Is it just a coincidence that the IRS issued an information sheet about rental income and expenses just as the office that oversees the IRS put out a report saying some landlords were skating when it comes to taxes?
I don't think so.
Here's what probably prompted the IRS to try to educate landlords: An audit report from the Treasury Inspector General for Tax Administration (TIGTA) released to the public last week detailing the extent of tax reporting problems when it comes to rental property.
TIGTA's investigation, "Actions are Needed in the Identification, Selection, and Examination of Individual Tax Returns with Rental Real Estate Activity," was conducted because an earlier Government Accountability Office study found that in 2001 more than half of individual taxpayers with rental real estate misreported tax-related activity with regard to the properties.
Those rental property tax reporting mistakes resulted in an estimated $12.4 billion of net misreported income. That was a decade ago. God only knows how much more money the Treasury has lost since then in this area alone.
"Given the magnitude of underreporting in our voluntary system of tax compliance, even small improvements in the IRS's examination of tax returns with rental real estate activity could increase taxpayer compliance and generate substantial additional revenue to the Federal Government, helping reduce the Tax Gap," said J. Russell George, TIGTA's Inspector General, in a statement accompanying his office's report.
The IRS acknowledged that there is a problem in accurate rental real estate tax reporting, although the agency disputes the amount of tax money it cost. And the IRS agreed with TIGTA's recommendations on how to deal with the problem.
Essentially, the IRS is moving to better education rental propety owning taxpayers and, the stick side of this carrot, to eventually look more closely at such returns. The bottom line for rental owners is to report your activity and pay associated taxes or expect an eventual audit.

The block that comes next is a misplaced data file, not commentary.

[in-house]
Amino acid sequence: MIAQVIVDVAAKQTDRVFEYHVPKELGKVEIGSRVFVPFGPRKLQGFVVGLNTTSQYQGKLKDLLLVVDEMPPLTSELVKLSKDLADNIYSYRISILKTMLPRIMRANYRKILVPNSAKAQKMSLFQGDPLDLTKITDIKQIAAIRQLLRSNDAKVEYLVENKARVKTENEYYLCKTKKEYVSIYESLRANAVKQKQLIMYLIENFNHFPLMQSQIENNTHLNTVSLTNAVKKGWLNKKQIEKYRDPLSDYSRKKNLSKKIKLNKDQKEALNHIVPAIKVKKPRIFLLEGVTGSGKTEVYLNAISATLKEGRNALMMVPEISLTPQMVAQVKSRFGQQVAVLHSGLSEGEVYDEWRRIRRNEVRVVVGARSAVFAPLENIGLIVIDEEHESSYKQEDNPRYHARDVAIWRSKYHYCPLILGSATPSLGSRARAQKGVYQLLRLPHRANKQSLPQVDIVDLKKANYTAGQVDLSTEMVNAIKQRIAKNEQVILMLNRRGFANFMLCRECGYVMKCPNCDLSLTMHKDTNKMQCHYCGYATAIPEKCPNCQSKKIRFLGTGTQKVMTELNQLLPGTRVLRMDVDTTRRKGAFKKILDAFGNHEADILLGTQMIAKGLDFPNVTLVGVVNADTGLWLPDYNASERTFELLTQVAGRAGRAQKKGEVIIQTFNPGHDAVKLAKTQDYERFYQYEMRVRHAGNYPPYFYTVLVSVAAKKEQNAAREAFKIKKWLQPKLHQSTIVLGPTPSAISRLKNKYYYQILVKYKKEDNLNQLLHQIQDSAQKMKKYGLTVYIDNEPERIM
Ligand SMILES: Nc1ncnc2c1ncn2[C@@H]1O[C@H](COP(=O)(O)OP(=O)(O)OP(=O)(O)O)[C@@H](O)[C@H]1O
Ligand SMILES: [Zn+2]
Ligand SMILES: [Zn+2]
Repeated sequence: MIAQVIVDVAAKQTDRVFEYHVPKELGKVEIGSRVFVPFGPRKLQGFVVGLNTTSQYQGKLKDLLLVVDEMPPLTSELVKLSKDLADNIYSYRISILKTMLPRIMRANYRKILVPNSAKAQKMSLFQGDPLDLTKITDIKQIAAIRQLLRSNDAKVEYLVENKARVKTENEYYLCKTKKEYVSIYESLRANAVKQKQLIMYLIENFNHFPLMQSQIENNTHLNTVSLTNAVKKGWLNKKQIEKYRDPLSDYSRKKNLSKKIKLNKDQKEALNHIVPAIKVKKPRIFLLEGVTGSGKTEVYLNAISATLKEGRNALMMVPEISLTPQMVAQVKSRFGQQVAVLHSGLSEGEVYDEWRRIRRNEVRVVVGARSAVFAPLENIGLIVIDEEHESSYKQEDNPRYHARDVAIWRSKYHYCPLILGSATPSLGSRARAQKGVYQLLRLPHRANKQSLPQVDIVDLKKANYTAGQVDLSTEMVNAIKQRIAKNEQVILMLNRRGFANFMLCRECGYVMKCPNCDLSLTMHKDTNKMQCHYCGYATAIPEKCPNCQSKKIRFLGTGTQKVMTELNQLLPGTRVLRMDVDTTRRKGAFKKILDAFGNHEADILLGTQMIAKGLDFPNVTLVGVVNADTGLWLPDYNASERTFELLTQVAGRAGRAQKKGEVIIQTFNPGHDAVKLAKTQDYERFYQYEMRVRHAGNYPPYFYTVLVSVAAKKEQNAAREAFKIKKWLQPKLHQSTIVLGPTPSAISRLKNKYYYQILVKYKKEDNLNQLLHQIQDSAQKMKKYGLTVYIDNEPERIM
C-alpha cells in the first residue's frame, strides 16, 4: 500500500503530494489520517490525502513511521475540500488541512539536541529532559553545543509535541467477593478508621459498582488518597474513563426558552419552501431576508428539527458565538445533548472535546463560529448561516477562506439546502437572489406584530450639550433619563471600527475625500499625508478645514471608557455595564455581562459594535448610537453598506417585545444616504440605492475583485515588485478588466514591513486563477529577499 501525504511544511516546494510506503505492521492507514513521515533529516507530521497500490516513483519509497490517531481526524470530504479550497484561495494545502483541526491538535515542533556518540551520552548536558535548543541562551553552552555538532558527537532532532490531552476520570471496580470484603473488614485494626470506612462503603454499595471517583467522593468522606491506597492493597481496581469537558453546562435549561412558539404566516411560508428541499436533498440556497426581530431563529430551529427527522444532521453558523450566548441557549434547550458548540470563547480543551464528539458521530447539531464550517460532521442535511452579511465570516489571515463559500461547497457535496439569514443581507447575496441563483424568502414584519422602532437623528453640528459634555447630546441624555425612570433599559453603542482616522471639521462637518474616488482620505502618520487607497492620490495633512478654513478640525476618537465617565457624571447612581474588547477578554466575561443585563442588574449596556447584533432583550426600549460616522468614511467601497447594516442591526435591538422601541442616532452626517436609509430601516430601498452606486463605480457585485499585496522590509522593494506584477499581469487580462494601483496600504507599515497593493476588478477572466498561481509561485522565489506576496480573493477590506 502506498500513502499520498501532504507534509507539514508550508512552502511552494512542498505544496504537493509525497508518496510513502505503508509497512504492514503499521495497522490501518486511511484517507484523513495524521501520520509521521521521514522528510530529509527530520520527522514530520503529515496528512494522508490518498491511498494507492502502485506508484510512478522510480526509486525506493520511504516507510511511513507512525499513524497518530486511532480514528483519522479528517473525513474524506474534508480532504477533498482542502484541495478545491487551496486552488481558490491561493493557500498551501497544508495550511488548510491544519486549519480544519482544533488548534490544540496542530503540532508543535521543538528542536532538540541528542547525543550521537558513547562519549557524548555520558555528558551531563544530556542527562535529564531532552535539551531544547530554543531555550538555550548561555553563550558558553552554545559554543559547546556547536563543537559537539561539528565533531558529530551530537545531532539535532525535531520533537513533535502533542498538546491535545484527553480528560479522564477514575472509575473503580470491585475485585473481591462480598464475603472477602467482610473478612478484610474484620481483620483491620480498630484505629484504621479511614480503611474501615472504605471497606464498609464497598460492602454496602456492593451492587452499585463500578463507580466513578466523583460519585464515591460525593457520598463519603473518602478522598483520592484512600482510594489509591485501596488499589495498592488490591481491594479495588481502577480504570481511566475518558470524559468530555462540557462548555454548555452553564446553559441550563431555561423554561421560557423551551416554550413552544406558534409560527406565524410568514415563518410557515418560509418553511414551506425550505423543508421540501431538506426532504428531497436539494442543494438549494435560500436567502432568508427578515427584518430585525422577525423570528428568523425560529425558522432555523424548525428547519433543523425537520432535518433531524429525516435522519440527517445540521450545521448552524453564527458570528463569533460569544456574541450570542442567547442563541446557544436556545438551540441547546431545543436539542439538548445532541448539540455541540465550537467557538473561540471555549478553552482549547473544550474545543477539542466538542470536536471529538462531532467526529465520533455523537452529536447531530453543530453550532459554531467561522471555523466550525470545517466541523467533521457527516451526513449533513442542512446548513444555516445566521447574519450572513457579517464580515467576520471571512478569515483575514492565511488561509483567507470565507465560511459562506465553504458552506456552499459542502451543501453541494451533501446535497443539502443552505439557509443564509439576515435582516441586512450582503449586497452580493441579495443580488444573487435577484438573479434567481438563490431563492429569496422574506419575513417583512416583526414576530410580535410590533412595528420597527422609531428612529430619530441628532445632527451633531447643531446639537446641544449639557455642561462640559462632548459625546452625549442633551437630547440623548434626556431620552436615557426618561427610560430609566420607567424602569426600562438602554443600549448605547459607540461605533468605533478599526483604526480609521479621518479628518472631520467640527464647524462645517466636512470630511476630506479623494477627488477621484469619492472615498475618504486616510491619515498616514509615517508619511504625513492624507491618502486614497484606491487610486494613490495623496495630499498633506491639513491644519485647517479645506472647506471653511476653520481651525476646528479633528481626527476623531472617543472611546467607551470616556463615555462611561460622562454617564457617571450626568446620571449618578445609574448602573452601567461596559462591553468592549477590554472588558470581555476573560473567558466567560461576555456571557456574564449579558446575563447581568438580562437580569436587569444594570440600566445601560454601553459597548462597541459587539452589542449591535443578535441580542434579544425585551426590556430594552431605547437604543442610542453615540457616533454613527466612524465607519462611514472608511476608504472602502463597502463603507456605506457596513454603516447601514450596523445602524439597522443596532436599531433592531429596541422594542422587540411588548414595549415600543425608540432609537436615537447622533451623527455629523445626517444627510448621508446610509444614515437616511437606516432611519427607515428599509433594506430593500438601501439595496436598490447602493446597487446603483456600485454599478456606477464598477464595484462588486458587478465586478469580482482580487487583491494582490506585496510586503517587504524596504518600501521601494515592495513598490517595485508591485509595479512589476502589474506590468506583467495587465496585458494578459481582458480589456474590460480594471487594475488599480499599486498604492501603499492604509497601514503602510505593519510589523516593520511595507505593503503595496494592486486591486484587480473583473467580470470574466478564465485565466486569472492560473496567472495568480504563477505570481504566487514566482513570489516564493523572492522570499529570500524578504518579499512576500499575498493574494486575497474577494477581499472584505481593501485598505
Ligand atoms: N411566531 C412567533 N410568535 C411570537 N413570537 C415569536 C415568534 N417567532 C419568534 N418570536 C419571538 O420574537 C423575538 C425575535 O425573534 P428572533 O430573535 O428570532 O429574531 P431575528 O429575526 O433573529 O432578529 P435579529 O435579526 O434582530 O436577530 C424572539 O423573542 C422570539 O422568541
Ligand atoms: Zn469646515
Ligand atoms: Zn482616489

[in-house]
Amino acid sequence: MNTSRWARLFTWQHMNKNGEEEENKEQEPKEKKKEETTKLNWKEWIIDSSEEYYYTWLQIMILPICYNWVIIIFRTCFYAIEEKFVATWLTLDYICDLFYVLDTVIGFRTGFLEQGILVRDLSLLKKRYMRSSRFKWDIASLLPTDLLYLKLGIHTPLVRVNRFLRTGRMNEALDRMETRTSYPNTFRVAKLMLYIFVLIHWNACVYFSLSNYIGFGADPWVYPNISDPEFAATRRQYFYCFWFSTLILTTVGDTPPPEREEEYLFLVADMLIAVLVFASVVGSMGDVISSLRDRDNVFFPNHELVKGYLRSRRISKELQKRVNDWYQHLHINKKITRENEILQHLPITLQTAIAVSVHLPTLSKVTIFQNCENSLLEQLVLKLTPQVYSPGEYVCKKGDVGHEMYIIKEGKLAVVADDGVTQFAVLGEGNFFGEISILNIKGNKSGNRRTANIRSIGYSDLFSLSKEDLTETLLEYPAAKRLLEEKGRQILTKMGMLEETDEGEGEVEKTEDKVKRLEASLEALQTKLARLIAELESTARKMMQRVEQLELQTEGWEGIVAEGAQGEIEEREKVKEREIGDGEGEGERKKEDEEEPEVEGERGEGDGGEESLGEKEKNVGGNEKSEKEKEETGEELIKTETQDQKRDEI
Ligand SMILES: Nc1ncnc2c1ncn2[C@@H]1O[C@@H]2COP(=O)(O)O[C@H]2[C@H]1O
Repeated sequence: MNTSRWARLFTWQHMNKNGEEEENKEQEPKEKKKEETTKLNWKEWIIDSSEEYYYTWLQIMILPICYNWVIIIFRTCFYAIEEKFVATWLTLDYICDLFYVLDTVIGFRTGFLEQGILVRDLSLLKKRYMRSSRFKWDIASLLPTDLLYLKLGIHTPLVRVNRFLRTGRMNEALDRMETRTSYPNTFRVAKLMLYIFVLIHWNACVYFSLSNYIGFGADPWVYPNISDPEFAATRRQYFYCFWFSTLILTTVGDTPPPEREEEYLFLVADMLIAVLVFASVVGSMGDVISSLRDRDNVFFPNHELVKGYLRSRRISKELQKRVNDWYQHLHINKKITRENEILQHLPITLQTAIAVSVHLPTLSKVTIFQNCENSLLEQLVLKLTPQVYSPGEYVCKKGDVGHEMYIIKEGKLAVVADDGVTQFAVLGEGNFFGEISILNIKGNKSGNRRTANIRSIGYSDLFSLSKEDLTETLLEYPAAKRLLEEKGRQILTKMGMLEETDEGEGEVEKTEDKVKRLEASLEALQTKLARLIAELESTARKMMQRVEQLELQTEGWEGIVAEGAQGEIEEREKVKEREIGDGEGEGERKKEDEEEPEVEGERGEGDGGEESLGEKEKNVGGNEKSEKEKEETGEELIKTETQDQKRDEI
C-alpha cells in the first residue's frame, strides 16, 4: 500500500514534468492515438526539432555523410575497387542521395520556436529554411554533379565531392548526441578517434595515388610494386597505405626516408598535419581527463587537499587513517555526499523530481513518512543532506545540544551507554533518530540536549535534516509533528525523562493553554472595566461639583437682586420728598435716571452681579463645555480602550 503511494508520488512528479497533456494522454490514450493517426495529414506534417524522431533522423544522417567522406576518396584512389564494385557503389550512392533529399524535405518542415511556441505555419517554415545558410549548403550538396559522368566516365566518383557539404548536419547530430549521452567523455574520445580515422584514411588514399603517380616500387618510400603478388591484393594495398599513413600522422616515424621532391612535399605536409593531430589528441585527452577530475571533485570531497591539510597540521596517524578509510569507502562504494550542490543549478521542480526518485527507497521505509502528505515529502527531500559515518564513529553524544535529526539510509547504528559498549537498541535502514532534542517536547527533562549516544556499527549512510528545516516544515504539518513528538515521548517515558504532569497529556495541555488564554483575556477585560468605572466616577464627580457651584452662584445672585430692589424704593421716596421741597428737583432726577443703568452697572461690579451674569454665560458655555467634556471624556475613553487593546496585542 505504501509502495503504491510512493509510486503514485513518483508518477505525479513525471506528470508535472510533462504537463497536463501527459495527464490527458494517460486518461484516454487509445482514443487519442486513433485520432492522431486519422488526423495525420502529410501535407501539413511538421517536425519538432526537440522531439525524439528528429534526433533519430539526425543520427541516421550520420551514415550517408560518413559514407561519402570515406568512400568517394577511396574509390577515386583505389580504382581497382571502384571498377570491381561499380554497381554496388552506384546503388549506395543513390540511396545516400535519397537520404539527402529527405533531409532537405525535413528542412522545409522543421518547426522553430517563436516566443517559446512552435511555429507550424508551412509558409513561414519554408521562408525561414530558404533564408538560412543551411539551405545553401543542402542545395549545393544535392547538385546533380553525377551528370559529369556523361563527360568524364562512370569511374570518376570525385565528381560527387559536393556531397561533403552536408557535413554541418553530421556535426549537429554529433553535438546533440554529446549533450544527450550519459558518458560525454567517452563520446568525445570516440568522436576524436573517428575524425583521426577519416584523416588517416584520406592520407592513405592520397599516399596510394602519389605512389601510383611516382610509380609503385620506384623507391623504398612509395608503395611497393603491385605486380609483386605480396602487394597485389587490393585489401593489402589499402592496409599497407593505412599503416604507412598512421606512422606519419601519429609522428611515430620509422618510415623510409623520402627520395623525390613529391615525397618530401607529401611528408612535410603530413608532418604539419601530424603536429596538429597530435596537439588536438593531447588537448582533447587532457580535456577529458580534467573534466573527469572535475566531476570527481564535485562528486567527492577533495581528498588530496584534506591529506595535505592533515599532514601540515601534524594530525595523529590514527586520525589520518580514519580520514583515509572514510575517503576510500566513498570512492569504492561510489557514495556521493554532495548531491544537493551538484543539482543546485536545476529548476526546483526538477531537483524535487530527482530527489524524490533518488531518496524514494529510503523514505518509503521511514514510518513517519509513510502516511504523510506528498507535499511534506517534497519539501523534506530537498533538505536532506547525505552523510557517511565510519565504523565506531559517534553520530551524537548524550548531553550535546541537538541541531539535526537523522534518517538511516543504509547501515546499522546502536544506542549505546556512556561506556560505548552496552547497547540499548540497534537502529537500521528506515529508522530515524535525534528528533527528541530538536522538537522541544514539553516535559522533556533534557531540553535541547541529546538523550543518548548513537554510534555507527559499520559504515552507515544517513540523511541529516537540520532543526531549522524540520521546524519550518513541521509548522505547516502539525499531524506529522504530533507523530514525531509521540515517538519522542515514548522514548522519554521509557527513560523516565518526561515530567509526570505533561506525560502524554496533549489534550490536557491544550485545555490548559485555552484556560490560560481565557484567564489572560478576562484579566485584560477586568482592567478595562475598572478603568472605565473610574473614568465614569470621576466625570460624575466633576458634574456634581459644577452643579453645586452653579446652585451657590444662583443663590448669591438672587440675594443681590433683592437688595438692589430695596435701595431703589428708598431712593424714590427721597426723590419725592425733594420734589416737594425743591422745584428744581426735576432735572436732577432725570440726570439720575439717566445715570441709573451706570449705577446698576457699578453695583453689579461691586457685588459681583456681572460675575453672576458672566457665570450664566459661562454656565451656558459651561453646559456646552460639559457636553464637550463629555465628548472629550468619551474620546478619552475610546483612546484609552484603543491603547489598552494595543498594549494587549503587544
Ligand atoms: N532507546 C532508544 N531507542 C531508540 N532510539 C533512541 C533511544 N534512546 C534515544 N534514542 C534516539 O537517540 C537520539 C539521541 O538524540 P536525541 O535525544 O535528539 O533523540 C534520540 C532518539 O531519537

So that you don't end up facing an IRS examiner, the IRS offers seven tips about rental income and expenses:
- You generally must report rental income (any payment you receive for the use of or occupation of property) on your tax return in the year that you actually receive it.
- Advance rent is any amount you receive before the period that it covers. Include advance rent in your rental income in the year you receive it, regardless of the period covered.
- Do not include a security deposit in your income when you receive it if you plan to return it to your tenant at the end of the lease. But if you keep part or all of the security deposit during any year because your tenant does not live up to the terms of the lease, include the amount you keep in your income in that year.
- If you receive property or services, instead of money, as rent, include the fair market value of the property or services in your rental income. If the services are provided at an agreed upon or specified price, that price is the fair market value unless there is evidence to the contrary.
- If your tenant pays any of your expenses, the payments are rental income. You must include them in your income. You can deduct the expenses if they are deductible rental expenses.
- Generally, the expenses of renting your property, such as maintenance, insurance, taxes, and interest, can be deducted from your rental income.
- If you have any personal use of a vacation home or other dwelling unit that you rent out, you must divide your expenses between rental use and personal use. If your expenses for rental use are more than your rental income, you may not be able to deduct all of the rental expenses.
You can get more information on rental income and expenses in IRS Publication 527, Residential Rental Property.
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